Shocked by your holiday energy bill? Keep these tips in mind for 2020.

January 8, 2020   By Terri Williams

Shocked by your holiday energy bill? Keep these tips in mind for 2020.

We all tend to spend more money during the holidays – and not just on gifts and food. All of those holiday decorations can lead to serious spikes in your power bill. And if you live in Houston or Dallas, which have some of the highest utility bills in the country, you may be shocked by your electricity bill after this holiday season.

However, this doesn’t mean that you have to become a post-holiday Grinch. We spoke with two Texas-based decorating experts to learn about energy-efficient approaches to decorating for the next holiday season.

Exterior holiday decorating

Arlington, TX-based Becky Beach, designer and founder of MomBeach, says her home’s electricity bill was super high last year and she was determined to cut costs. “This year, when I decorated my home for the holidays, I put red and green solar garden lights in the front yard.” The lights cover the length of the walkway.

Beach also used her crafting skills to make a wreath with battery-operated LED lights. “Inside, I put up battery-operated red and green fairy lights on the windows that have a timer on them.” Beach used those same lights on her Christmas tree to give it a sparkling effect. “By using solar and battery-operated lights, my home looks festive for the holidays and I won’t run up my electricity bill.”

Karen Otto of Home Star Staging in Dallas, TX, also believes you can decorate your home for the holidays without using a lot of electricity. “There are now great solar powered string lights that provide magical lighting on everyday objects like wreaths, landscape hedges and other outdoor items, they just need the sun!” Otto purchased a set and used them on a large wooden star at her Airbnb. “They turn on nightly for up to 8 hours of ambient lighting – and the ‘stars at night are big and bright deep in the heart of Texas!’”

Use low-energy decorations to save on your energy bills.

However, Otto also wanted low maintenance daytime decor for the Airbnb. “I purchased a set of 3 metal art ‘mice’ and placed them in large metal buckets.” (See photo above). Otto also loves using the mice year-round. “They change seasonally with simple wreaths and faux greenery to greet our guests – no power, water or maintenance required,” she says. “Also, you can hang some large, shatter resistant ornaments on exterior trees for sparkle and shine that lasts all day.”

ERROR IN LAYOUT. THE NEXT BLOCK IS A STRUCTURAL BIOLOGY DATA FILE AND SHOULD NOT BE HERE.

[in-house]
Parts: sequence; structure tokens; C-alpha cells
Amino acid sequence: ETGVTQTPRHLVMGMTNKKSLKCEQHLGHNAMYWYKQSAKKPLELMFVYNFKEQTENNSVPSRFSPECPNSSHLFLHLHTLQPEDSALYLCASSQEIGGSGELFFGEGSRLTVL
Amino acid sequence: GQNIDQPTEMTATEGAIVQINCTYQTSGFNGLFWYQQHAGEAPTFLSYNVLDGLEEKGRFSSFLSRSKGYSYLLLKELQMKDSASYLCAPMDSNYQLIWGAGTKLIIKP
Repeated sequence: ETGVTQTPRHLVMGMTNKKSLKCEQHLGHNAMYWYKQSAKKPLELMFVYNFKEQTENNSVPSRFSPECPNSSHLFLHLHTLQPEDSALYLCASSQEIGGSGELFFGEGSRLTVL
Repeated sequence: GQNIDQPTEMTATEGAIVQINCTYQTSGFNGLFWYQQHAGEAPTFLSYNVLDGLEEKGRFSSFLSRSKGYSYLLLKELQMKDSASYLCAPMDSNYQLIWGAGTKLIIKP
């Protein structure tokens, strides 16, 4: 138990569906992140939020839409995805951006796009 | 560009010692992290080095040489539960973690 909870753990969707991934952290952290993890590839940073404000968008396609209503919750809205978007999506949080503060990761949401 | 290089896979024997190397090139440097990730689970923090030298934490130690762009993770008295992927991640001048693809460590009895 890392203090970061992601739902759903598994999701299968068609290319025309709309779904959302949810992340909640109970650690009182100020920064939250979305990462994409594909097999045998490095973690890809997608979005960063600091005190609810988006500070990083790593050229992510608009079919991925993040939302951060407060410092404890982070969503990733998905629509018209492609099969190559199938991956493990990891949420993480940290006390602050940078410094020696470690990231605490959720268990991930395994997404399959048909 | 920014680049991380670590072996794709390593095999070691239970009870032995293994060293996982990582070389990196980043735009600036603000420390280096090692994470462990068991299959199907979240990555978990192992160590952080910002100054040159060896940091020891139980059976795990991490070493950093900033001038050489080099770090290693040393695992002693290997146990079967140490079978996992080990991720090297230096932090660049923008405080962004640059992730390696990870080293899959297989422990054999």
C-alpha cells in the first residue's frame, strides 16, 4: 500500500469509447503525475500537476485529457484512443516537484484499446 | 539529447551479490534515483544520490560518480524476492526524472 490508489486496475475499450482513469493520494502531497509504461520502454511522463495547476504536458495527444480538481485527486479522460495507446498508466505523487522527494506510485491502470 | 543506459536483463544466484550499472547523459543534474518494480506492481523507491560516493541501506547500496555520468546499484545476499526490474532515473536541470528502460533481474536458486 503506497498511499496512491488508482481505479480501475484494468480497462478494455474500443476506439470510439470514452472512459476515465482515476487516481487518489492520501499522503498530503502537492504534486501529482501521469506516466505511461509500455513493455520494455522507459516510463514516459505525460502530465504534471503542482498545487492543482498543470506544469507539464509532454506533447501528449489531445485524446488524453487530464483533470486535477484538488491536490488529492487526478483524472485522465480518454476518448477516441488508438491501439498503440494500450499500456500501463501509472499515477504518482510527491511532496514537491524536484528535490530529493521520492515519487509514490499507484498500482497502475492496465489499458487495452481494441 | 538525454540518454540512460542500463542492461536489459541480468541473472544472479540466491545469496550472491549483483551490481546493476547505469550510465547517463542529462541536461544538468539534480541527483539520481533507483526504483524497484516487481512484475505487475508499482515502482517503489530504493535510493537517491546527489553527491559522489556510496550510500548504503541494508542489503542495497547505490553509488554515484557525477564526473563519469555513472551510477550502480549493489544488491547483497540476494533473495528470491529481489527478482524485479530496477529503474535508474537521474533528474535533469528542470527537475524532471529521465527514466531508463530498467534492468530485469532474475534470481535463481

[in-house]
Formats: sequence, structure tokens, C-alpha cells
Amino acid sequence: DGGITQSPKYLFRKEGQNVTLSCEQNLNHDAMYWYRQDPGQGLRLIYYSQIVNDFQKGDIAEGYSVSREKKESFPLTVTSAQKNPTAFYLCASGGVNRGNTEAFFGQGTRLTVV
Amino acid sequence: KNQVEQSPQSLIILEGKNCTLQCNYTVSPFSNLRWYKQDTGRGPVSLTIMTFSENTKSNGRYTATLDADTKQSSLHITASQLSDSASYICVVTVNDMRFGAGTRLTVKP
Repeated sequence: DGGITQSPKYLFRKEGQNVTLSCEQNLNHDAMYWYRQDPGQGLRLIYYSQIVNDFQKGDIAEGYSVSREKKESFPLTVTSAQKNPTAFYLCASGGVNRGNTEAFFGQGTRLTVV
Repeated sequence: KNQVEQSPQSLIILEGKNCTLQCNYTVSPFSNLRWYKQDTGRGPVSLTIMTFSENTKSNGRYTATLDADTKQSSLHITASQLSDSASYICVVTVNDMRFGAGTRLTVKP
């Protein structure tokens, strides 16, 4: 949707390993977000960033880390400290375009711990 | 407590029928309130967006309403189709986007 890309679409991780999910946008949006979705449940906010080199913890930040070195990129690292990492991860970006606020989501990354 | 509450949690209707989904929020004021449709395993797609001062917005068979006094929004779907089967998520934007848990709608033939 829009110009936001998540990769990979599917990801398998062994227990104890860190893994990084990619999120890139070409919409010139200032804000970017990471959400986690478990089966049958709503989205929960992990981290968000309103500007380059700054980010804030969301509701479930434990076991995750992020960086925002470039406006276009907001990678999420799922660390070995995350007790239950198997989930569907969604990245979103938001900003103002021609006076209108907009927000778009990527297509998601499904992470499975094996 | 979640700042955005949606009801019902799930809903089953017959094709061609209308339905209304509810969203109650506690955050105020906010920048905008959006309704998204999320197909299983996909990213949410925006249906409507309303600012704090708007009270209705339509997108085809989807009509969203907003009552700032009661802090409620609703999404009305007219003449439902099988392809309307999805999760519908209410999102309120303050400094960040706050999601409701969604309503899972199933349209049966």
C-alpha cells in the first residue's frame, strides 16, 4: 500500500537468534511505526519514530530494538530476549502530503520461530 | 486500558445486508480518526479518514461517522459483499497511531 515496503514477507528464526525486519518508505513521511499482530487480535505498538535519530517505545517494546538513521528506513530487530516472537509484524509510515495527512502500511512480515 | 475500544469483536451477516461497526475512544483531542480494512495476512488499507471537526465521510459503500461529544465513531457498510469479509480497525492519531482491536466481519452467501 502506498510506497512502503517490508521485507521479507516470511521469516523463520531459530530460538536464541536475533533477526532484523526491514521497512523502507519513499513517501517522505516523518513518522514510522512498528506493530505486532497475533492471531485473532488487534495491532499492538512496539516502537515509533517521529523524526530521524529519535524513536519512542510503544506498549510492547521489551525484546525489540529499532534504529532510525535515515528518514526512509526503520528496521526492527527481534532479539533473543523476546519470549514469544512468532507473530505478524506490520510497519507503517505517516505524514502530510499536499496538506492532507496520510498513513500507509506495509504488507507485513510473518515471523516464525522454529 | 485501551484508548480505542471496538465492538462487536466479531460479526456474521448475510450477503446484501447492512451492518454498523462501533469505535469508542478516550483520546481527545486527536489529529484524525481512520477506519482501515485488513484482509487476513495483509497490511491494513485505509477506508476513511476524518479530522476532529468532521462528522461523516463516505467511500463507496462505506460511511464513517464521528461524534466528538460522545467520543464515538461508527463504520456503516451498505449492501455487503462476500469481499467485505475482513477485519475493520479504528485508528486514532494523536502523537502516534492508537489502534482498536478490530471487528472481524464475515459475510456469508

Interior holiday decorating

Indoor holiday decor can be energy efficient, too.

You can also decorate the home’s interior without lights – and it can still look festive. “I like to repurpose everyday objects and vessels to use as décor seasonally,” Otto says.  “Old pieces of wood, wooden crates, metal containers and other items make great holders for holiday décor.” In the photo above, the dining table centerpiece was once an old chicken feeder!

“From natural objects like pine cones, antler sheds and evergreen boughs (often free at your local Christmas tree lot) you can add sparkle with shiny ornaments, metal décor and the glow of candles around the table for a lovely holiday setting.”

Décor straight from nature

Try using natural objects for indoor holiday decorations.

“Sparkly and mirrored décor picks up light naturally in a surrounding; use these types of ornaments and décor liberally in a space with low light,” Otto recommends. You can also fill a tray or other type of empty container with Christmas tree ornaments, or any type of red, green, or other festive color ornaments.

Make the most of a cozy fireplace

A warm fireplace creates a cozy atmosphere for the holidays.

“The glow of a wood burning fireplace is always a warm holiday welcome,” Otto says. Adding a holiday wreath, and some fresh greenery combine to create an instant Christmas setting. Another idea is to hang garland on the fireplace (but make sure it won’t fall into the flames) or on the staircase. Stockings are also a festive decoration that don’t require any energy.

 

Terri Williams is a freelance journalist with bylines at The Economist, USA Today, Yahoo, the Houston Chronicle, and U.S. News & World Report. Connect with her on Twitter or LinkedIn.

Image Credit/Lance Selgo with Unique Exposure Photography/Shutterstock